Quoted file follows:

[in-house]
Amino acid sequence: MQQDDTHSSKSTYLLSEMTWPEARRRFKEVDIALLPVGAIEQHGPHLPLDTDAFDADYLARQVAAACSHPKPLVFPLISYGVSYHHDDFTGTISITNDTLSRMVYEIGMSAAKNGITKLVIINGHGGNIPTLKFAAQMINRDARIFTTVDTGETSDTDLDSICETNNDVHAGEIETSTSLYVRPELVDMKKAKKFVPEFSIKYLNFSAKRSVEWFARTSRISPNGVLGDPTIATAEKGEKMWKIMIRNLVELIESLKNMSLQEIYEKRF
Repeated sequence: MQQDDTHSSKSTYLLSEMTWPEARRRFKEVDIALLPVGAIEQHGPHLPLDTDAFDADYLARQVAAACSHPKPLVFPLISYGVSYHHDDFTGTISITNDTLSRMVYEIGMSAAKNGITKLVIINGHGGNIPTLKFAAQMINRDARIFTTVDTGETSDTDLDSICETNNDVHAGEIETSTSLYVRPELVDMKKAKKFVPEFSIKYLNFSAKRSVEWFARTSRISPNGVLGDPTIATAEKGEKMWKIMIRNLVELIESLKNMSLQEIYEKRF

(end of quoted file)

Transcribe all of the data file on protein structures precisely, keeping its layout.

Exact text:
[in-house]
Amino acid sequence: MQQDDTHSSKSTYLLSEMTWPEARRRFKEVDIALLPVGAIEQHGPHLPLDTDAFDADYLARQVAAACSHPKPLVFPLISYGVSYHHDDFTGTISITNDTLSRMVYEIGMSAAKNGITKLVIINGHGGNIPTLKFAAQMINRDARIFTTVDTGETSDTDLDSICETNNDVHAGEIETSTSLYVRPELVDMKKAKKFVPEFSIKYLNFSAKRSVEWFARTSRISPNGVLGDPTIATAEKGEKMWKIMIRNLVELIESLKNMSLQEIYEKRF
Repeated sequence: MQQDDTHSSKSTYLLSEMTWPEARRRFKEVDIALLPVGAIEQHGPHLPLDTDAFDADYLARQVAAACSHPKPLVFPLISYGVSYHHDDFTGTISITNDTLSRMVYEIGMSAAKNGITKLVIINGHGGNIPTLKFAAQMINRDARIFTTVDTGETSDTDLDSICETNNDVHAGEIETSTSLYVRPELVDMKKAKKFVPEFSIKYLNFSAKRSVEWFARTSRISPNGVLGDPTIATAEKGEKMWKIMIRNLVELIESLKNMSLQEIYEKRF